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SEC's proposed reporting changes could bite into private equity returns


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SEC's proposed reporting changes could bite into private equity returns

Private equity firms are likely to face higher compliance costs and a potentially uncomfortable level of scrutiny from federal financial regulators if the U.S. Securities and Exchange Commission follows through on proposed updates to a confidential reporting document, said Dave Brown, a partner at international law firm Alston & Bird LLP who specializes in federal securities laws.

"I think the SEC is underestimating the impact in their economic analysis, as I think they sort of historically do," Brown said, characterizing the financial impact on private equity funds as "significant."

With the proposed amendments to the reporting form known as Form PF, the SEC aims to sharpen a decade-old tool it uses to uncover signs of distress in veiled private fund markets.

Updates to Form PF would require much faster reporting of adverse events from a wider range of private equity funds. Regulators would use that more "granular and timely information" to monitor events that could signal problems for the funds' investors or the wider economy, including pending litigation or an earlier-than-expected fund liquidation, according to an SEC report.

The SEC believes the changes are necessary to keep up with an industry that has grown and evolved significantly since Form PF was first put to use in 2012, according to a statement issued Jan. 26, the start of a 30-day public comment period on the proposed updates. The proliferation of funds since then means just 67% meet the reporting threshold for a Form PF, down from 75% when it was introduced, a trend the proposed changes aim to reverse.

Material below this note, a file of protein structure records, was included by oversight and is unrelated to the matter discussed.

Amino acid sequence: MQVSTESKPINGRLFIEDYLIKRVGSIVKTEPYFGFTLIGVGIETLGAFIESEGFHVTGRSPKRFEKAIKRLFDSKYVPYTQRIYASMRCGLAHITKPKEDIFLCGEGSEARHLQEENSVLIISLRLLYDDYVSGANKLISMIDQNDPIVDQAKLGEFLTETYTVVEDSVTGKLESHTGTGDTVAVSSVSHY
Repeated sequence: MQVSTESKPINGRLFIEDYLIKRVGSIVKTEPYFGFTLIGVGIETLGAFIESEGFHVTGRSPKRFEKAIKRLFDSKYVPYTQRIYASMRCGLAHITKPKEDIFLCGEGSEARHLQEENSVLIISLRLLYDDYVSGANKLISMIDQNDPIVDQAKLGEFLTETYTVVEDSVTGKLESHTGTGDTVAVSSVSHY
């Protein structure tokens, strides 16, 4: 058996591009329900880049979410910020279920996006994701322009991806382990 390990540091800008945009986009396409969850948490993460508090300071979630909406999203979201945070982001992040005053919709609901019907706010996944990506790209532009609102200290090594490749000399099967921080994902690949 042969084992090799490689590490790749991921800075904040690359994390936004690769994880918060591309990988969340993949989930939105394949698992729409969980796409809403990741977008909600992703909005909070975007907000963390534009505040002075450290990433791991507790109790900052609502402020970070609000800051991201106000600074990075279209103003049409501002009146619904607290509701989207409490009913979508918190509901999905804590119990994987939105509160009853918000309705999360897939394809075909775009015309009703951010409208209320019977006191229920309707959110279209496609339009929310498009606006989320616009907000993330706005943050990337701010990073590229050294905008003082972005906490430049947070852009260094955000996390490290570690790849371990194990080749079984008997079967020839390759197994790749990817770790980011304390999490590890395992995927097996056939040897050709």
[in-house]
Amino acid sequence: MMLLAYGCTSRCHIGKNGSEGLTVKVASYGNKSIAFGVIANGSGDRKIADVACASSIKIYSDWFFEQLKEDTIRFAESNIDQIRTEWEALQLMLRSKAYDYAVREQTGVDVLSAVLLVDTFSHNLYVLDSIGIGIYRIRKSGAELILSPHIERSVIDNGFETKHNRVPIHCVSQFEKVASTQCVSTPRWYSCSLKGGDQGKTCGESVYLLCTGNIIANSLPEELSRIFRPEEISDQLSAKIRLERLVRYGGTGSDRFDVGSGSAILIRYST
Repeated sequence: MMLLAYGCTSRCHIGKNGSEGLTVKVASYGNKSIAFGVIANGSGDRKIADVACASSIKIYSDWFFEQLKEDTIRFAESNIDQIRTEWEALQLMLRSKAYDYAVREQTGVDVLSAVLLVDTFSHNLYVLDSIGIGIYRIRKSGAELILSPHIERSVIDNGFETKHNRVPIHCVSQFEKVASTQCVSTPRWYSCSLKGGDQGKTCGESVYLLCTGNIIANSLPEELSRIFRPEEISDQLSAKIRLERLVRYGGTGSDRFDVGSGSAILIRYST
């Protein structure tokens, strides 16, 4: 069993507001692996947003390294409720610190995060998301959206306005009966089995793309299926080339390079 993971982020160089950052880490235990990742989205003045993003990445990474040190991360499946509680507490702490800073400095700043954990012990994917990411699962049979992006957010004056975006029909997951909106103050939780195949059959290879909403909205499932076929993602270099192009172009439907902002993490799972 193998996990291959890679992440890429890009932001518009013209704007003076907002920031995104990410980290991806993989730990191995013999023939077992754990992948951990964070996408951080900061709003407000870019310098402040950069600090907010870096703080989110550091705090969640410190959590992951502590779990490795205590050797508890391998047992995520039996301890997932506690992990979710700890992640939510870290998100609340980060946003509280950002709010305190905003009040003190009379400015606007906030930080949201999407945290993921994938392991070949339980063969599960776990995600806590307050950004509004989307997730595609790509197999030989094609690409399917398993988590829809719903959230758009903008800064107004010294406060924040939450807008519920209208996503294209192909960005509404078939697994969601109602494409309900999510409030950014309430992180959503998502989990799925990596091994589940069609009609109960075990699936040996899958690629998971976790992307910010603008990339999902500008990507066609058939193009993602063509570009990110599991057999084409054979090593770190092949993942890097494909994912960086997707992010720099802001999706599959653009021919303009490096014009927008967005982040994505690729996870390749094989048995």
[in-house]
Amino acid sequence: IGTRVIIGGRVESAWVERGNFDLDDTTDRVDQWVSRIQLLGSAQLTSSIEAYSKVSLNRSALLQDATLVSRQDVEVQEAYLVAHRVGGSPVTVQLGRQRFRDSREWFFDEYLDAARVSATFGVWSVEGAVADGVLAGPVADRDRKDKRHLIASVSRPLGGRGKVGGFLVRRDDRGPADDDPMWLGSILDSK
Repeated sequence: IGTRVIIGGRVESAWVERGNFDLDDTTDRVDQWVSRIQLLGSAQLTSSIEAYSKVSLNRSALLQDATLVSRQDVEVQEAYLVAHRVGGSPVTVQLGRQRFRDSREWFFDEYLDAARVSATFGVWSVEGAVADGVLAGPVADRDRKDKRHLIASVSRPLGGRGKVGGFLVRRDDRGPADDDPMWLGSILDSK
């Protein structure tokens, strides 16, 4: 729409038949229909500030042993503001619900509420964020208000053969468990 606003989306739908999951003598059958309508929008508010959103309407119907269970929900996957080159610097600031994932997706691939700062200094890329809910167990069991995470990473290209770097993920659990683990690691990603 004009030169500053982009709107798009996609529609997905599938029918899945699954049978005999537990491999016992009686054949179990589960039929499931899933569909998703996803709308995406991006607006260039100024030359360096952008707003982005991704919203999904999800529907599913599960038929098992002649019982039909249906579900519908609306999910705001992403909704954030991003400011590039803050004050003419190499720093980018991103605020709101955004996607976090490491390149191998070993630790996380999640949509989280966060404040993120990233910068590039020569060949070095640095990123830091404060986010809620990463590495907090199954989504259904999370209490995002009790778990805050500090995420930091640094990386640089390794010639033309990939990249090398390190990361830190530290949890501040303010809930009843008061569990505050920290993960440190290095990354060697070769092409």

"We have identified significant information gaps and situations where we would benefit from additional information," SEC Chairman Gary Gensler wrote in the statement.

The Institutional Limited Partners Association is still reviewing the proposed amendments to Form PF, said Christopher Hayes, senior policy counsel for the organization representing institutional investors in private equity funds, but it has in the past described the disclosure as an "essential" tool for maintaining a healthy marketplace.

Faster filing

While private equity fund managers now have 120 days to file Form PF following the end of a fiscal year, the proposed changes would require the report to be filed within just one day of a variety of events, including adviser-led secondary transactions, clawbacks and fund terminations. The updated form would also require more information on the investment strategies employed by the managers of large private equity funds, including the use of leverage.

The SEC is expected to face some industry resistance to the changes, which some see as a heavy-handed approach to monitoring risks to the financial system. Others, including Blackstone Inc. President and COO Jonathan Gray, appear ready to take tighter regulations in stride.

Blackstone will simply adapt and comply with any new rules, Gray said on the firm's fourth-quarter earnings call. "[W]e understand that we're in an environment of heightened scrutiny, and we will obviously respond to it in the right way."

Still, Brown argued the reporting changes could be enough to shift some private equity investment strategies, partly due to higher compliance costs narrowing margins. Additional disclosures around investment strategies could also give the SEC a toehold to conduct a deeper probe into a fund’s practices, he added.

"Any time there's a chance for additional examinations, then you have additional investigations and then SEC enforcement. That drives up the cost for companies to comply with these regulations," he said.

Higher expenses for running a private equity fund impacts investor returns, in contradiction to regulatory purpose, Brown said. "One of the things you're trying to do with the protection of investors is help them have capital formation and help them have consistent returns."